Literacy is one of the key measures of a society’s vibrancy. Unfortunately, there are a number of downsides to advancing technologies. One major one is the tendency for both young and old to rely on a particular device rather than one’s own intuitive knowledge and ability.
Take a moment to consider the lowly electronic calculator. Today, calculators are everywhere. They come bundled as software in computers, phones, iPods, iPads and other mobile devices. Stand alone devices are often given away for free. They are all essentially so-called Scientific Calculators to boot! Generally, the basic hardware models are priced under $10.
When I was in Prep School during the late 60s and early 70s, it was unthinkable to bring a calculator into an Algebra or Trigonometry class. Doing so would land you right in the Dean of Men’s office. The punishment could be severe. We learned how to calculate Sines, Cosines, Tangents and Logarithms the “Old Fashion Way” with a Slide Rule! These days, if a slide rule is used at all, it’s as a “straight edge.” In fact, the only places you’re likely to find these analog computers are at Flea Markets or eBay. The Times? They sure did change.
Another technology cutting both ways is portable automotive GPS devices. Over reliance on these helpful devices can leave you frustrated, worried and worst of all, LOST! Don’t become too dependent on the device at the expense of you’re ability to read a physical map. If you do, you become a slave to the technology instead of the master of your destiny, not to mention your travel destination.
Computers are transforming the way we do many things. I have often observed the parallel between computer literacy today with general literacy 75 to 100 years ago. Not knowing how to effectively navigate the world of 1s & 0s these days is detrimental to one’s future potential. Such a disadvantage is similar to not knowing how to read and write in the 19th and early 20th Centuries.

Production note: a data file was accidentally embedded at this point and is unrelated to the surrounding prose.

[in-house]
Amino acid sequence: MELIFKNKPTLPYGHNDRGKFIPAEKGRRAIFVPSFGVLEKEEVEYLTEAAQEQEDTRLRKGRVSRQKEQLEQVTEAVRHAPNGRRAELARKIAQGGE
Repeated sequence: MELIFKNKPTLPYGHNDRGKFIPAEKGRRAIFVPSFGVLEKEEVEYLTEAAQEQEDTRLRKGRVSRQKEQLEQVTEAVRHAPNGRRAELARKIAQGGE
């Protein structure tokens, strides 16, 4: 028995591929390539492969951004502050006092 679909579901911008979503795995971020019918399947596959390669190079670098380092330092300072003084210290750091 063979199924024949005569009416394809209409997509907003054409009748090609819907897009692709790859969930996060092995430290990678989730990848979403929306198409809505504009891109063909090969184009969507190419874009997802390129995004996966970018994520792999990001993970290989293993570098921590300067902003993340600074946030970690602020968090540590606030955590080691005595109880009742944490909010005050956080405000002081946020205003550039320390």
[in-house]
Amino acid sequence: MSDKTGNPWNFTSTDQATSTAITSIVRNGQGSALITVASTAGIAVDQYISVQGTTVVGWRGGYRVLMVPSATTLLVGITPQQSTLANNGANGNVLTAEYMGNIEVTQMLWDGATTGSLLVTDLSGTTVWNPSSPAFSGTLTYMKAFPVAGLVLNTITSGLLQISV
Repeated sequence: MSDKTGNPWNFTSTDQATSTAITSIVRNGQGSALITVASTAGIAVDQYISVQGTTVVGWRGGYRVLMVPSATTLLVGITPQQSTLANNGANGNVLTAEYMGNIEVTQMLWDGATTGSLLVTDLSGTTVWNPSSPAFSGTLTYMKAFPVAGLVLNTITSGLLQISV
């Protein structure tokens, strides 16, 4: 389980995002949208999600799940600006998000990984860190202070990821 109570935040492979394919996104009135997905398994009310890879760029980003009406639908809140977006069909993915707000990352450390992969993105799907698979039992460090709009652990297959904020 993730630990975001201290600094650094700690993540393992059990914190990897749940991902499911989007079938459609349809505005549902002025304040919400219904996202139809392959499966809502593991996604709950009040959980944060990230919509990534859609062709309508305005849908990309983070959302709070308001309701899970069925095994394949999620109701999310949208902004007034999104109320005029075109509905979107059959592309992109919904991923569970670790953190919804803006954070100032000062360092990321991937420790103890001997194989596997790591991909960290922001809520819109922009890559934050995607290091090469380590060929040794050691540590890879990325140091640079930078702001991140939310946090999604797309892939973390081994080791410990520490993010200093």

Knowing how to effectively use a computer is the gateway key to the vast knowledge base collected throughout history. It can inoculate students from indoctrination masquerading as education. It can transform a young person from being a “Low Information” functional illiterate, to a more fully informed, literate member of our modern technological society.
One of the best means available to insure that even economically disadvantaged kids have access to affordable computers is the previously owned marketplace. There are great computers available for such kids. School systems are a fantastic source for these quality alternatives to expensive new computers.
Tablets are also proving to be a viable new option for students everywhere. There has been explosive growth of the tablet computer, fueled by the incredible success of iPad. Price as a barrier to computer literacy is becoming less of an obstacle even for families facing tougher economic times.
The residual value in previously owned Macintosh laptops is exceptional. Over the past eight weeks, I have acquired no less than seven of these computers. Each one of these MacBooks originally cost $1,299 – $1,499! Yet i was able to purchase them at prices that ranged between $225 and $290! The less costly units were produced in late 2006. But five of the seven units were manufactured in February 2008.
Families on restricted budgets would be well served by considering such an alternative to a costlier new laptop. These laptops are relatively easy to upgrade as well. Adding RAM, replacing hard drives, even changing keyboards are simple “Do it Yourself” repairs. There are countless “How To” video guides available on YouTube to assist you along the way.
Finally, don’t discount the emerging market for eBooks. Reading Books had become less of an interest for youngsters. Over the past 40 years or so, more and more homes had both parents working. Additionally, many kids were in single parent homes. Simply getting kids to do their basic homework assignments was hard enough. The television, game box and computer had replaced reading as an education supplement.
Happily, things are changing in a good way. The sales volume of mobile devices that can be used as eReaders is booming. Dedicated eReaders like Amazon’s Kindle and the Barnes & Noble Nook are very popular. and tablets, led by iPad are great as eReaders too. Suddenly, parents are finding it easier to motivate their kids to read eBooks. And some kids, once they get in the habit of reading, are picking up real books are finding how exciting and fun a good “Page Turner” can be.
So don’t let the cost of a new computer keep you from making sure your kids are well prepared for life in the digitally demanding 21st Century. Consider buying a quality previously owned Macintosh laptop as an alternative. You and your kids will be glad you did!